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1995 rhd Supra
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Discussion Starter · #8 ·
Good luck with your project.

Like Mr Ree NZ mentioned above, starting out with specific and detailed build goal will clear up the true requirements for your build.

As a project manager, 80% of project success is based on proper goal setting (Mr Ree NZ is establishing), requirements gathering (NA sub forum), resource (labor, money, time, etc.) budgeting, and discovery (“deep dive” fact finding once a baseline understanding of the NA-T nuances are established) exercises.

The better handle you have on these preparation steps, the easier it will be for you or an experienced builder to create a resource (time, money, labor) efficient project plan.

With all that being said, if your mechanic friend doesn’t specialize in Supra platform projects for a living, I’d heavily recommend allocating a project “contingency fund” for any mid-project oversights or unknown issues that may present themselves. This contingency isn’t a slush fund for elective upgrades (that should be a different fund), this is purely for keeping the core project goals intact without failing to finish (giving up) or severely delaying the project for funding limitations.

If your build goal is to stay at 400whp on a w58 (assuming it can reliably hold it, I don’t know much about this trans strength), then scope your goals to that and only that.

If this 400whp goal is a stepping stone towards a longer term goal (600+ whp, street/track/drag/etc build), then think twice about your approach to select parts that can be used in both the short and long term build goals. This might be very hard to do while keeping cost under control, TraumaB is alluding to this.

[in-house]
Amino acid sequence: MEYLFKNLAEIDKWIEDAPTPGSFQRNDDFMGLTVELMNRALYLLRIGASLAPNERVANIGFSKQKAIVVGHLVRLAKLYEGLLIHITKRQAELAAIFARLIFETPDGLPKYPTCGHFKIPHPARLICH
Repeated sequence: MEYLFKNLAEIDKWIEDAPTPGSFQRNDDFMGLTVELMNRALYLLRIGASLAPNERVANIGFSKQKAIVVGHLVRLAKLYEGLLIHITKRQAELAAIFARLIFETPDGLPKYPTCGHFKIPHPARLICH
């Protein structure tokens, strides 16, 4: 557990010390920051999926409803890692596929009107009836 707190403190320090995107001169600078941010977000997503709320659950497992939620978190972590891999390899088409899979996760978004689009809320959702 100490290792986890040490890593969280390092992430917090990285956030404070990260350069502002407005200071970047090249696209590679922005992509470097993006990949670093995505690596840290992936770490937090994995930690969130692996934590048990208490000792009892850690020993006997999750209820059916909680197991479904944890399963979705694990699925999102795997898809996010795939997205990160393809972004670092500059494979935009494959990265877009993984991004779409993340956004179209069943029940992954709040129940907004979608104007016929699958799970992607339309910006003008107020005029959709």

I personally am with TraumaB, do once and don’t look back. But regardless of what your ultimate goal is, measure twice or as many times as needed, and cut once. You save so much time, money, and stress in the long run.

If I had to throw a dart, 10k doesn’t sound too far off for a turbo kit, exhaust, engine peripherals (tt gasket, coil packs, etc.), non-standalone engine control, and a proper tune. This doesn’t account for trans, clutch, rear diff/lsd, wheels, suspension components, tires, etc.
To do it right? I would try to budget around 10k. That's not including your weak drivetrain. You have a 5 speed or auto?
5 speed
 

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My suggestions, stop worrying about HP and just use the money on a T56 Grannas swap or a Getrag swap. W58's reliability go out the window once you leave stock numbers, you will be on borrowed time. I'm not trying to sound like a dick, I have spent 20k+ making a proper swap and it sucks but worrying about my car breaking is another type of suck. My enjoyment goes out the window when I have to start worrying about a malfunctioning car much less all the idiotic drivers we encounter stacked on top of reliability issues, fuck worrying about it and do it right. Regardless the transmission swap will be one of the most vital upgrades for future HP gains. I wish you the best and really hope it works out for you, however fuck this car it's a royal pain in my ass and it certainly was not worth the many pennies I spent on my journey.